Much has been said about the similarities between the chaos in Syria and the Balkan wars of the 1990s. But, while the prolonged killing may indeed be reminiscent, the political and diplomatic effort that finally ended the war in Bosnia is hardly in evidence today.
To date, there has been nothing similar to the Contact Group plan that was hammered out in the summer of 1994 by representatives from Britain, France, Germany, Russia, and the United States, and implemented the following year in Dayton, Ohio, after months of on-the-scene diplomacy. In Syria, the only diplomatic process is in the hands of the courageous, if beleaguered, former U.N. Secretary-General Kofi Annan, who has understood—better than many analysts of this latest international outrage—that any lasting political settlement must not be a triumph of one side or the other.
No one can watch the ongoing violence in Syria without a sense of horror at the armed attacks on largely unarmed civilians, overwhelmingly by groups that support Bashar Assad’s regime. But those who say that Syria is on the brink of civil war miss what has become more obvious with each passing day: Syria already is in a state of civil war, one whose battle lines were drawn months ago.
On one side is Assad’s minority Alawite tribe, which over the years has attracted secular Sunnis to share in the spoils of a one-party, authoritarian state. But Assad’s coalition is broader than that, which helps to explain how he has been able to hold on to power while other regimes in the region have not. Syria’s Christians, many of its 1.5 million Kurds, and even Damascus-based, secular classes have been disinclined to join what is widely perceived in the country—though not by the rest of the world—as a sectarian Sunni opposition that might not be supportive of cultural pluralism were it to assume power.
In the past, characterizing a conflict in a complex region as a civil war was a tacit warning that others should stay out. But the civil war in Syria has much broader ramifications, which could lead to a wider regional conflict. Given this looming threat, it is becoming increasingly clear that staying out of the Syrian mess may not be an acceptable choice for countries that have an interest in a calmer and more democratic Middle East.
Ominously, the conflict looks increasingly like a proxy war between Iran and the Sunni Arab states, which regard their own minority Shiite populations as a potential Iranian fifth column. Iran has sought to maintain its influence in the Levant (including in Lebanon and among some Palestinian groups) by providing material support to Assad. By contrast, many Sunni Arab states have provided varying degrees of support to the largely Sunni opposition, a hodgepodge of groups that include the Muslim Brotherhood and other sectarian forces similar to Egypt’s ultra-conservative Salafis.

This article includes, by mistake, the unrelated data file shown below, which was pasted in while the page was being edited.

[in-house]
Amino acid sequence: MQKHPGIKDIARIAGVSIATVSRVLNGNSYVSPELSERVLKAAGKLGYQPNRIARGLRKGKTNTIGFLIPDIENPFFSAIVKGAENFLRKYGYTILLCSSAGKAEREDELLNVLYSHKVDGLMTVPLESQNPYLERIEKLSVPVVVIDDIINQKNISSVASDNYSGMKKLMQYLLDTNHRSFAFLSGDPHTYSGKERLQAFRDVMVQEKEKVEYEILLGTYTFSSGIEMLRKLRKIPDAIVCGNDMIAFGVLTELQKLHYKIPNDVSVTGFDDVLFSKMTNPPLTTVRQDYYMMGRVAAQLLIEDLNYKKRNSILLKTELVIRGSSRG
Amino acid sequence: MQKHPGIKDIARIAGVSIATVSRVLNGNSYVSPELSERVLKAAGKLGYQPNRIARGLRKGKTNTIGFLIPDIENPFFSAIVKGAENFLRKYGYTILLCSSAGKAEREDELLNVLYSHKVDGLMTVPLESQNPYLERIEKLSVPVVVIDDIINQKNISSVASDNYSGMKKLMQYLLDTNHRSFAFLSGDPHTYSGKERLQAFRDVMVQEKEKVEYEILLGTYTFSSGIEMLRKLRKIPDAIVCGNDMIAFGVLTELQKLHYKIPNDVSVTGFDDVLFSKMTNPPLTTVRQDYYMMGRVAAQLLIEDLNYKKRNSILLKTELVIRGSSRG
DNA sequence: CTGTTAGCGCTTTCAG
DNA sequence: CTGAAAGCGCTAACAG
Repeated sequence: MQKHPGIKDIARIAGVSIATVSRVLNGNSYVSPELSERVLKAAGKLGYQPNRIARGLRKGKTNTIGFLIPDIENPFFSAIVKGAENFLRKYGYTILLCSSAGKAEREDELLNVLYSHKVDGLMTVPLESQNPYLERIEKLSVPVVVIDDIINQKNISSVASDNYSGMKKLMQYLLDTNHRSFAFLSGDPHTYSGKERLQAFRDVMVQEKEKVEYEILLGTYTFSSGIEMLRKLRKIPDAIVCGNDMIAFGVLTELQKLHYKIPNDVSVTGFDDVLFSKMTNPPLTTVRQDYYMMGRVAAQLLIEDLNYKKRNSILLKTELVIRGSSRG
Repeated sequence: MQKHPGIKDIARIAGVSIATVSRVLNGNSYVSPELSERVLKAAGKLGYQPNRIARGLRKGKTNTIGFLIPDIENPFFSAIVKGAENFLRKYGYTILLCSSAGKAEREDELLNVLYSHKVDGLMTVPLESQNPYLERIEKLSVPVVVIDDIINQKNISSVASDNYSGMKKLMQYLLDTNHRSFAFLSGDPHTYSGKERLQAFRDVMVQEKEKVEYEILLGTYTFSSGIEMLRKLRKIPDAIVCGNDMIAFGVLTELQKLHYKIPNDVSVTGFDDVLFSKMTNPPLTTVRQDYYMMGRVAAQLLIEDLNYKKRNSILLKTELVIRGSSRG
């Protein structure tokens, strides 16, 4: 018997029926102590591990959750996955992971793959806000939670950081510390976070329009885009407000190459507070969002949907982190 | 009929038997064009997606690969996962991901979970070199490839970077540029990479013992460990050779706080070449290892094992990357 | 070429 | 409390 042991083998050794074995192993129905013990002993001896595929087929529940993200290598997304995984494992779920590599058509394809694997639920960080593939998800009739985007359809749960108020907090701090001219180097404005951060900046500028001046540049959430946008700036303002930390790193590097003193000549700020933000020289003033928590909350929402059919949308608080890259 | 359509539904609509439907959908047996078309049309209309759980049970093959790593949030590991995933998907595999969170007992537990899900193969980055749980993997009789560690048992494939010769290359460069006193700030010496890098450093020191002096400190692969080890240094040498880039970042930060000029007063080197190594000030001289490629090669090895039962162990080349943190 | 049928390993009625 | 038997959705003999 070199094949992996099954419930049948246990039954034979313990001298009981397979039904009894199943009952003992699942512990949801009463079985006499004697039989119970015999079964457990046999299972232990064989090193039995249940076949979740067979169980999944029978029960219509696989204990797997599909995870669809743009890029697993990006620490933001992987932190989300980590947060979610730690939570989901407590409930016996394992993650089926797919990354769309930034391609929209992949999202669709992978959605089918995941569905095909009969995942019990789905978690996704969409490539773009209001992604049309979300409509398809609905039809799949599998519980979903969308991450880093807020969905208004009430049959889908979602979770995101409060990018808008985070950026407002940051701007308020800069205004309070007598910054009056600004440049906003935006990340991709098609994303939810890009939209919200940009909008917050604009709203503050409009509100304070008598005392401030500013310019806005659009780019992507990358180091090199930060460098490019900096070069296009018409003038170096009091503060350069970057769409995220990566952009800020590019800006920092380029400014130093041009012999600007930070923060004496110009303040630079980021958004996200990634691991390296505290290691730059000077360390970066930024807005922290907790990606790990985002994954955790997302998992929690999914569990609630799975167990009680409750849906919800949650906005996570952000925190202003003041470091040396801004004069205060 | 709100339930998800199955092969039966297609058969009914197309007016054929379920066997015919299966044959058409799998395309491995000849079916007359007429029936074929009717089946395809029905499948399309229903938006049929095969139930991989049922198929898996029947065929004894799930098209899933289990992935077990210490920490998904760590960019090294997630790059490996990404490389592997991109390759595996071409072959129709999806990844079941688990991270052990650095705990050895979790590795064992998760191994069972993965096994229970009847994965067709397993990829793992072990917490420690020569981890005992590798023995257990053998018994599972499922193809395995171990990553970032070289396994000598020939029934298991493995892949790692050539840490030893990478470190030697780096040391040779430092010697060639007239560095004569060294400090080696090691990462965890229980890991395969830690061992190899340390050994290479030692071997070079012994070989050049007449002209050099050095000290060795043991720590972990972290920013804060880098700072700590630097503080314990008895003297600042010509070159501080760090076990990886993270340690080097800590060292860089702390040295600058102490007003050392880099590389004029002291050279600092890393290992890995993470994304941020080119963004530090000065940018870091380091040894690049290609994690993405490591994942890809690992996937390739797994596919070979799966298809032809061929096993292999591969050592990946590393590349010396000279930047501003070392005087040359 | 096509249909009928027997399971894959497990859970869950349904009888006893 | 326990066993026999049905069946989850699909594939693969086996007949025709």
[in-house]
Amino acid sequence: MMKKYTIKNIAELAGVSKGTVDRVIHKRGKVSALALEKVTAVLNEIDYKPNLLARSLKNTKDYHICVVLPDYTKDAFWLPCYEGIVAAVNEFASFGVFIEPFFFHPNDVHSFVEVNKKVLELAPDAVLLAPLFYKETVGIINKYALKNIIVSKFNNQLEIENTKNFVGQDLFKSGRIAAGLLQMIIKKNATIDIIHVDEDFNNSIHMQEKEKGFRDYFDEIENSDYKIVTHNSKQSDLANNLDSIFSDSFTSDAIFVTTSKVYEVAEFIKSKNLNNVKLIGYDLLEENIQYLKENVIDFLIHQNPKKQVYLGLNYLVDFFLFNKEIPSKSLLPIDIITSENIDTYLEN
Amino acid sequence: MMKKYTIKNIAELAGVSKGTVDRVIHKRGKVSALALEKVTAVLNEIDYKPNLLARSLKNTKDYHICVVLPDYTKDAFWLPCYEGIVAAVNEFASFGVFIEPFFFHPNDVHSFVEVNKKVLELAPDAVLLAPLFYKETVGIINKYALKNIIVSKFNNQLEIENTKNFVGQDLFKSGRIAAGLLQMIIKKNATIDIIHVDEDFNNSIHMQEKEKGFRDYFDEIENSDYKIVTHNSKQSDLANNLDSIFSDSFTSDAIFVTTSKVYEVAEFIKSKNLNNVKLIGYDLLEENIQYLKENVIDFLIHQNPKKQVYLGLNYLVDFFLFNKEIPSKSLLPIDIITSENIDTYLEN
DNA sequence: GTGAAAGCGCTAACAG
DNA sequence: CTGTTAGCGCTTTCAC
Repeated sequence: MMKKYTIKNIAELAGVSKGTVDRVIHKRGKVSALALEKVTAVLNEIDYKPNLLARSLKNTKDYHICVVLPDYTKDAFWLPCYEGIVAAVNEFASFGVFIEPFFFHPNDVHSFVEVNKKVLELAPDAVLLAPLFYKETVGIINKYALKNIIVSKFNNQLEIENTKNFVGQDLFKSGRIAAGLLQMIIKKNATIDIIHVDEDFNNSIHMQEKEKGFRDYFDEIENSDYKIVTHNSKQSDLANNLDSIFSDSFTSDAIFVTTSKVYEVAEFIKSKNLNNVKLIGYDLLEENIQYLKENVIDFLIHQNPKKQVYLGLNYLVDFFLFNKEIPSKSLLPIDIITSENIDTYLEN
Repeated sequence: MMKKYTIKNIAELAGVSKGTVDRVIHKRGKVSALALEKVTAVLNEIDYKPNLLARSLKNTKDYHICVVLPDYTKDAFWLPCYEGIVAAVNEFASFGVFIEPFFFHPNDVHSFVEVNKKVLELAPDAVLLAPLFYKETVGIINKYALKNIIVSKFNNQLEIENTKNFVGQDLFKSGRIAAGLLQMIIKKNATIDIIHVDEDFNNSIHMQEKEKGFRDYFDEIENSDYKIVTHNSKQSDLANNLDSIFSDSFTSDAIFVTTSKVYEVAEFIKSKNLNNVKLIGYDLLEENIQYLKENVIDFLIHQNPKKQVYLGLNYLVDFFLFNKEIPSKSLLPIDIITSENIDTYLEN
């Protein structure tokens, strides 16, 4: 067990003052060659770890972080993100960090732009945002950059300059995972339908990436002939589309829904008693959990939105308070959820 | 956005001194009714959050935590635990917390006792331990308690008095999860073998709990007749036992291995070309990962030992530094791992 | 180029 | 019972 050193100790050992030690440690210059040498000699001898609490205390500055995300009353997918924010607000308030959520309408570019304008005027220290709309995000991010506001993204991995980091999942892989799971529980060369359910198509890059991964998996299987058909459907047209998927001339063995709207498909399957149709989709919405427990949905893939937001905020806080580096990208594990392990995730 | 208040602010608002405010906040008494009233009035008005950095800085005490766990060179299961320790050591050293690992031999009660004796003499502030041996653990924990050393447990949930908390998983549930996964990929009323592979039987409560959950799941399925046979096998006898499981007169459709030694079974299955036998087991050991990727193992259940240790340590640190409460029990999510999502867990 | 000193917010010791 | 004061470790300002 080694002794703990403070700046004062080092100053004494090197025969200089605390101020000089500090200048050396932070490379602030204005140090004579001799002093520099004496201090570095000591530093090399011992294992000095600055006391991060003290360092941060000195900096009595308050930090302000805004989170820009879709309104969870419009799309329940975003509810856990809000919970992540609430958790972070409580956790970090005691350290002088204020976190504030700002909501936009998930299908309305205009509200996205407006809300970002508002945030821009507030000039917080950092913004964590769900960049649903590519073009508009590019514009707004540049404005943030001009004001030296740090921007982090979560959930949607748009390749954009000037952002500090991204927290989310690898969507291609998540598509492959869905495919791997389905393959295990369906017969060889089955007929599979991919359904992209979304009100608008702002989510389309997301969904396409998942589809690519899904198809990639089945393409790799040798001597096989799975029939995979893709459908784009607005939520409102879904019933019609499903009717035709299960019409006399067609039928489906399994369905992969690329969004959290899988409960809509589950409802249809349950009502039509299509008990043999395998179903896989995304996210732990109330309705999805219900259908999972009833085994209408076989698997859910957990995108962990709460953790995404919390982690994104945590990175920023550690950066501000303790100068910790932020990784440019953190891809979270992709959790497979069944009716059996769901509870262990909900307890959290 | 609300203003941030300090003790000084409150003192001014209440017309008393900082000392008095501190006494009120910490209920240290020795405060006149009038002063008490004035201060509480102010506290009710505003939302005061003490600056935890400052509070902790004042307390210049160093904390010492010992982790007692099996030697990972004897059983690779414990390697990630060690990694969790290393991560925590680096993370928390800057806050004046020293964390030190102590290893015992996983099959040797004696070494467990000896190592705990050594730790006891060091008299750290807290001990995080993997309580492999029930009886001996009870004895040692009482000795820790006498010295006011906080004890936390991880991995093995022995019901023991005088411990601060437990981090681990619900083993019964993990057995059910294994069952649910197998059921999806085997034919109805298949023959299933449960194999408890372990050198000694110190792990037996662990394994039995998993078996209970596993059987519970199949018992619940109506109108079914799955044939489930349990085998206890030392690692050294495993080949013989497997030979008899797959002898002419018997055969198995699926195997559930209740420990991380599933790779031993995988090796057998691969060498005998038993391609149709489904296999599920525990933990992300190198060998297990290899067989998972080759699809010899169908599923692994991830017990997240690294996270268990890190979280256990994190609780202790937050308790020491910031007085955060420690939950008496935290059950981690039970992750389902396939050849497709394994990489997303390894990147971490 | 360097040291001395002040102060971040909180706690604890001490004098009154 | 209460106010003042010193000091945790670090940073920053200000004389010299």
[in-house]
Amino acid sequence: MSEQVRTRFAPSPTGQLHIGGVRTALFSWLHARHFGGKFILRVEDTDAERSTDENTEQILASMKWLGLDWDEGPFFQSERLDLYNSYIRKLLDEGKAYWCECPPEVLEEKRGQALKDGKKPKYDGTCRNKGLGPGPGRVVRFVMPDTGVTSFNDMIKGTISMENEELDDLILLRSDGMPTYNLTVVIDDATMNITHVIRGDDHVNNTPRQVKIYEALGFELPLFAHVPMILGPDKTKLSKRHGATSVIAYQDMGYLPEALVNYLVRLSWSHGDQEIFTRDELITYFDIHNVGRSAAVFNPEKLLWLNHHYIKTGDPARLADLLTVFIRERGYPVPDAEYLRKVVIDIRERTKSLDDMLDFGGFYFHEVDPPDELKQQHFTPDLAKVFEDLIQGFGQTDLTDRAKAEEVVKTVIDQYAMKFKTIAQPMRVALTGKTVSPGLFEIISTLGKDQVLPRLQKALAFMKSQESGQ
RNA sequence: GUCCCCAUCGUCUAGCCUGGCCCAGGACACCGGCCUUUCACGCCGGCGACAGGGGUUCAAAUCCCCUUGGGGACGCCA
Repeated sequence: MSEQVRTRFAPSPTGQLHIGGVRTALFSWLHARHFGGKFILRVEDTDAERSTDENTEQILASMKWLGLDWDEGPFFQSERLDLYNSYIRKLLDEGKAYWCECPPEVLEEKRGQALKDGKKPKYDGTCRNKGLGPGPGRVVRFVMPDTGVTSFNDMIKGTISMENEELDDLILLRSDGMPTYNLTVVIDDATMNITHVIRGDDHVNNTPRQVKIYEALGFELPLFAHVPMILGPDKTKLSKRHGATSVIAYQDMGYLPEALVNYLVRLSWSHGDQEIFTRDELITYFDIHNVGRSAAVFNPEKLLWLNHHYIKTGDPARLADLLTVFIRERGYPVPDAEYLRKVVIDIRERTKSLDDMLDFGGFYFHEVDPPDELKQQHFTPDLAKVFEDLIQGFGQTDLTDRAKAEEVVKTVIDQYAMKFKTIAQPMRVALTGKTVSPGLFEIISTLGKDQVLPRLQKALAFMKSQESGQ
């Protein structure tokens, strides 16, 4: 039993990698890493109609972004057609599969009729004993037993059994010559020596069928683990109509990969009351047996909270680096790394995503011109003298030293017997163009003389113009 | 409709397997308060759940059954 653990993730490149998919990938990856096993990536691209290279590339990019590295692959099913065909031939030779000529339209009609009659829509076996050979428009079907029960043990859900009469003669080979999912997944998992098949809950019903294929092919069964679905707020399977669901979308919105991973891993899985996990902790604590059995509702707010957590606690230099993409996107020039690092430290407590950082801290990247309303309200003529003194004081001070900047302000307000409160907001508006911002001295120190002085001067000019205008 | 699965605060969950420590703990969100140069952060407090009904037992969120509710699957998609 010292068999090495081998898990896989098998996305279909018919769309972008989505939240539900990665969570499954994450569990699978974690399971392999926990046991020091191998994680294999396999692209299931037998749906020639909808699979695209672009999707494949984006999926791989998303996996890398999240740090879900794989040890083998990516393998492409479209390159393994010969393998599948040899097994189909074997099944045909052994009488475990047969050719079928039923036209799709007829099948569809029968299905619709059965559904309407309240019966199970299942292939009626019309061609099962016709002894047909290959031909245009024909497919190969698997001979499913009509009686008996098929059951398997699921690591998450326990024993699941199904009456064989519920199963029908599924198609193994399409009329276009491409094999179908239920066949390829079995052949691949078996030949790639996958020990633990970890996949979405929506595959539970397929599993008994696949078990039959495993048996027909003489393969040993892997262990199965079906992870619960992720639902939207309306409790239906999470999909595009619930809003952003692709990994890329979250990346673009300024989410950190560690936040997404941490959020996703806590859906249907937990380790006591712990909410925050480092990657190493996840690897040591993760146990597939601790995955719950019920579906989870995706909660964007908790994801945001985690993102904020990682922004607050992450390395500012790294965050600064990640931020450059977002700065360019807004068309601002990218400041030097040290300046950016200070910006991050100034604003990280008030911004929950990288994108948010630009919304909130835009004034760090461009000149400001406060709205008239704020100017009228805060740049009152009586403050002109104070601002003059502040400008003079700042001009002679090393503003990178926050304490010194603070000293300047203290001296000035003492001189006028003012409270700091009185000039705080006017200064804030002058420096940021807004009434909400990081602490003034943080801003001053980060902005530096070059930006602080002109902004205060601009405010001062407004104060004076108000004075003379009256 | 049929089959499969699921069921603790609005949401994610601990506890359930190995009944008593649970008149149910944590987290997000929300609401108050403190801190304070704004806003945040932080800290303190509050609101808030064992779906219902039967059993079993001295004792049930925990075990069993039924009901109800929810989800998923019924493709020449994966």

Russia and China, bruised by their loss of face in the NATO-led intervention in Libya in 2011, have sought to keep the international community out of Syria. Both countries fear that intervention—whether militarily or through economic sanctions—could harm their interests in Syria, where they—especially the Russians—have been the dominant external players.
In the absence of concerted international action, the United States and Europe have largely weighed in with vocal condemnation of the party committing the overwhelming number of human-rights violations: Assad and his henchmen. They have also highlighted the loss of life in an effort to shame Russia into adopting a more amenable position.
But denouncing Assad or Russia is unlikely to produce any effect except to assure domestic audiences that the West is on the side of the angels in the conflict. Likewise, proclaimed support for disparate, barely known rebel groups; demands for dead-on-arrival sanctions resolutions; feckless calls for Assad’s departure (as if he plans to take the advice); and half-baked ideas about enforced “safe areas” (an utter failure in Bosnia) are unlikely to spare many lives, much less bring about the endgame that is so desperately needed.
What is really needed are serious and sustained negotiations among interested international powers (let’s call them a “contact group”) on a viable political outcome. A “Contact Group Plan” should be carefully worked out with Annan and his team (the only entity at this point that seems to have access to all sides). Most importantly, all of the plan’s stakeholders then need to support Annan, publicly and privately. Publicly declaring support for Annan’s cease-fire plan, and then whispering to journalists that it is “in tatters,” as has occurred repeatedly in recent weeks, will not get the job done.
Clearly, a new way forward is needed, and a good start would be a political/diplomatic plan that Annan could sell to the parties. In the Balkans, it was a U.S. team that finally sold the Contact Group Plan to the parties directly involved. We didn’t succeed because we were geniuses. We succeeded because we had tremendous support from every country that wanted to see the horrific conflict in Bosnia brought to an end. The same unqualified support is what Annan—the best diplomat we have out there—needs and deserves.